In the meantime, Vice-Admiral Anthony ‘Hammershark’ Rebelo, fresh off a victory over the pirate William ‘Piranha’ at the 1778 Battle of Muscat,[3] joined the fray by blockading the entire southern portion of the Maratha coast with his squadron. Most of the Maratha’s coast was significantly fortified since the historical admiral Kanhoji Angre led the Maratha’s navies in the early 18th century, being a bane to both the British and the Portuguese, so amphibious operations with Mariners were unlikely to yield results. By the mid of the century, however, the Maratha navy had begun a steady decline, even suffering extensive losses to the British, and by 1780 its remaining squadrons were mostly composed of coastal defense ships instead of ocean-going battle vessels and were thus unable to compete with the Goan battle fleet, which possessed strong, but fast third and second-rate Ships of the line.


Hammershark overpowered the Maratha Coastal Fleet and proceeded to blockade most of its vital ports

With sea superiority guaranteed, the Portuguese made use of their supply depots to keep Goa well-fed during the war and the Marathas cut off from contact with their French instigators, at least those still overseas. The sieges in Diu and Daman from the Marathas grew even more difficult since the forts were now directly supplied from Goa with food and orders, buying precious time for the ground troops to make their move.

At the end of two weeks of careful marching, the village was surrounded, captured and evicted, with its peasants forced to march north to Kolhapur on foot. With only 15,000 men at their disposal, Forbes argued this would prompt Haripant to leave his position and attack the Portuguese, which the Maratha did, as news of them crossing the Dudhaganga River arrived at the end of the day. On 21st of September, Frederick, Forbes and Freire abandoned Hengaleaj and marched north to meet the foe.


Kolhapur Battle Lead-up

Green: Greater Goa
Purple: Maratha Confederacy
Dark Green: Frederick’s Brigades
Red: Haripant’s Forces
Dark-Blue: Admiral Hammershark’s Southernmost Blockade

Haripant’s army outnumbered the Portuguese significantly, numbering 50,000 soldiers which included a much larger percentage of cavalry than the Lusitanian Brigades. The Maratha army, however, in this late into the 18th century, relied a significant portion of its forces on irregular troops carrying melee weapons like spears and swords. Their specialty had been light cavalry due to their historical conflicts with the Mughal Empire’s reliance on heavy cavalry, using smothering tactics to overcome the foe, and their best reformed sector was the artillery, possessing a more adequate set of cannons in large part thanks to French supplying and a Portuguese officer known as ‘Naronha’ who led the late Narayan Rao’s artillery crews after 1777 before being subsequently expelled by the new royalty.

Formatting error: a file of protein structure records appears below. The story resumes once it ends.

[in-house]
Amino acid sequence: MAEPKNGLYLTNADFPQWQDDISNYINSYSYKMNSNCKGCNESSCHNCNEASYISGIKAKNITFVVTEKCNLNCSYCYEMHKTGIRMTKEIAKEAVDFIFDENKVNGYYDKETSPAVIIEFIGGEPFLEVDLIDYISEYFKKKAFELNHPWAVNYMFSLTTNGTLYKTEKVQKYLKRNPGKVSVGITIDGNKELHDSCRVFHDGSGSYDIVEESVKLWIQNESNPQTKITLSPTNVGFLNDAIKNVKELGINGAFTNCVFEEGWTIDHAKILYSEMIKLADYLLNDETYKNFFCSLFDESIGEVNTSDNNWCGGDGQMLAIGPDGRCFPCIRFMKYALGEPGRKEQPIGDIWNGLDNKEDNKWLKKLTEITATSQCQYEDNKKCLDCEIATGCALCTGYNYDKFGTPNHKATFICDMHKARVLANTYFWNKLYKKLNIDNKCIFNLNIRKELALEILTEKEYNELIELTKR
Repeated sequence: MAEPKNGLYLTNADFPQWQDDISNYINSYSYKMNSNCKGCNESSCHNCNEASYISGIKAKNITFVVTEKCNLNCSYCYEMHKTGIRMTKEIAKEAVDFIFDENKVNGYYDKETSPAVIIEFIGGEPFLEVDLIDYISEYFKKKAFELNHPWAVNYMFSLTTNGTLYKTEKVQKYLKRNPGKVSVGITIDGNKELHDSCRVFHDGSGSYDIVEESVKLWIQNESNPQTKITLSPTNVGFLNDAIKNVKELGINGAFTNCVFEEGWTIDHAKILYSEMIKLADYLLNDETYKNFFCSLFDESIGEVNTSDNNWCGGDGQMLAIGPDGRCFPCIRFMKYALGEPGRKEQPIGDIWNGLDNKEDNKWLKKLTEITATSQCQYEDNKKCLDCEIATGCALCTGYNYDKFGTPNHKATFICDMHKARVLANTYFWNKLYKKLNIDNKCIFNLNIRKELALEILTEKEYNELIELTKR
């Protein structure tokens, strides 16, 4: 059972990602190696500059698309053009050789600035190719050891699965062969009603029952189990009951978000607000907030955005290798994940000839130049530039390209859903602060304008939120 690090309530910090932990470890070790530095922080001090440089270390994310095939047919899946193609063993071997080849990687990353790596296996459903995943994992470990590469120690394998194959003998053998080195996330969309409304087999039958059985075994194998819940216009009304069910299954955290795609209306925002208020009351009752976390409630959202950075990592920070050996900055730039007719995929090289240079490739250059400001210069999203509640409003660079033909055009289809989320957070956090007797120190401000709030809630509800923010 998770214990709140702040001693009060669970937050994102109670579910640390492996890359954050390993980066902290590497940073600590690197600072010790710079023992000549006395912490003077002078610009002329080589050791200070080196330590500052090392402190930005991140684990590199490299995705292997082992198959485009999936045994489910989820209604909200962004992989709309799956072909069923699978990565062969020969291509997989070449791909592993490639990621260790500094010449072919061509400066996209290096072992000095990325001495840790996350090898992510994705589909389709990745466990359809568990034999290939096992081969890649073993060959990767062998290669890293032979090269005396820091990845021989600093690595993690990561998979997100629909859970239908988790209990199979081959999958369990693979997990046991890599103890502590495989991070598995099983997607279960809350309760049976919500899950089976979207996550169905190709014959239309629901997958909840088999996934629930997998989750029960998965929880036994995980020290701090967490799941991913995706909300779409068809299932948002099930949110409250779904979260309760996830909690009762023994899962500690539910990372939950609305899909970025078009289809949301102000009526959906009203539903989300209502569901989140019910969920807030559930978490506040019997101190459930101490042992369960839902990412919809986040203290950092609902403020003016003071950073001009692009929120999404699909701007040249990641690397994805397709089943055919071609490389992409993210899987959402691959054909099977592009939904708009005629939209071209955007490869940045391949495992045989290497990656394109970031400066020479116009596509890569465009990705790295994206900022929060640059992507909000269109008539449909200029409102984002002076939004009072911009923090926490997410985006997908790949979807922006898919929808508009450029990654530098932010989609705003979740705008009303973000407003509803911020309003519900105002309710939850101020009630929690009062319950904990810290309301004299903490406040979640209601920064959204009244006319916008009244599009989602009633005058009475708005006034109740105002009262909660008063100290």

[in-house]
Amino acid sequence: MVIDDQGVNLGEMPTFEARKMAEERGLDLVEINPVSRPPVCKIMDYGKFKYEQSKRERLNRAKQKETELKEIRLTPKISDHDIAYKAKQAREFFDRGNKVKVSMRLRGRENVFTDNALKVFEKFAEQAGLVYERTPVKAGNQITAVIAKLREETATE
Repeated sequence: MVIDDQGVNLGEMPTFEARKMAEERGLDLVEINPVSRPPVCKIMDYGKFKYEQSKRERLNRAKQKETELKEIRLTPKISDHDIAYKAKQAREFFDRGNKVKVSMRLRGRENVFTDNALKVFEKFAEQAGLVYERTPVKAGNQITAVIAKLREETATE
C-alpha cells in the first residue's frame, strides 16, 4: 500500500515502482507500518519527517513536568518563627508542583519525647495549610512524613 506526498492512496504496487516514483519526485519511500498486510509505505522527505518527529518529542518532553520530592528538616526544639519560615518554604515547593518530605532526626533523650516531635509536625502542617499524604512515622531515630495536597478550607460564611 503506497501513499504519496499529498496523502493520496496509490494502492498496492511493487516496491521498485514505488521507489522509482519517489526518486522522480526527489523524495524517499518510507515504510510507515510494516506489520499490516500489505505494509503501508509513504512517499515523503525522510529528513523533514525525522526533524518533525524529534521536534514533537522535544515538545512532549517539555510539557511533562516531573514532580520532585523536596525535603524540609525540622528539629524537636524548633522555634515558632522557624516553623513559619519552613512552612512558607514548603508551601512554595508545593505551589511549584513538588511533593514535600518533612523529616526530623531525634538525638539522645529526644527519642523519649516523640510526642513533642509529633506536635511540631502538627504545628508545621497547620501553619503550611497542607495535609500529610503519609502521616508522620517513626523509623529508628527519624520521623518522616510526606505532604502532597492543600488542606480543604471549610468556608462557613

As such they formed a force of optimistic prospects against the triple brigade crossing the Deccan Plateau and headed to meet them on the open field, where they could overwhelm them. Vice-Roy Frederick, however, outmaneuvered the Marathas by swiftly following up the valley formed by the Doodhganga river, just west of the Shendur Lake, an approach sided by tall slopes that could lead directly to Kolhapur through a covered roundabout. This would allow the troops to march and counter-march the Marathas repetitively unless they were intercepted as soon as possible, so Haripant sallied his troops to enter the passage through the Northeast.

On 1st of October the two armies met head-to-head between the slopes of the passage and the Brigadier Generals quickly moved to position. The Daman and Diu Brigades took to the flanks, but the narrowness of the passage forced the Portuguese to halt their progress and await the foe, their trap laid out.

A drastic exchange of resources was to be made, with Diu, commanded by Freire de Andrade, taking most of the artillery and half the horses to the northern bank of the rivers and positioning the cannons in rowed lines pointed angularly at the passage’s center, where the Maratha’s core would march through, while its two infantry lines faced the northern river bank path. The Daman, on the other hand, commanded by John Forbes, had its left infantry half positioned behind the river and its right one near the southern slope, thus separated and anchored to a point, to meet any enemy that could make use of the southern bank. The rest of the troops, including the entire Goa Brigade and the Armed Rockets, blocked the center, preparing to meet the enemy face-to-face.


Battle of Kolhapur – First Phase

Dark Green: Goa’s Brigades
Purple: Haripant’s Forces
Arrow(heads): Cavalry
Rectangles: Regular Troops
Light Rectangles: Irregular Troops
[R]: Armed Rockets
Crossed Rectangles: Artillery

Haripant positioned his cannons behind his own lines, knowing it would be impossible for the Goan forces to reach them, and ordered his irregular troops forward, with his regular ones marching behind to eventually overpower the tired enemy. Meanwhile his cavalry segments charged through the outer banks.

The encroachment of the rivers, however, forced the approximately 25,000 irregular masses to engulf onto a chokepoint over which approximately 4,800 muskets from the Goa Brigade fired upon, along with rowed artillery fire from the northern bank and the first wave of rockets ever launched by the Portuguese upon the enemy, blasting the ground repeatedly and urging the northern Maratha cavalry to engage the enemy. These horses, however, were met by the counterattack of the Diu Brigade waiting on the same bank, which marched to close the gap that left the cannons exposed and met this cavalry with fire and steel from another 4,800 muskets.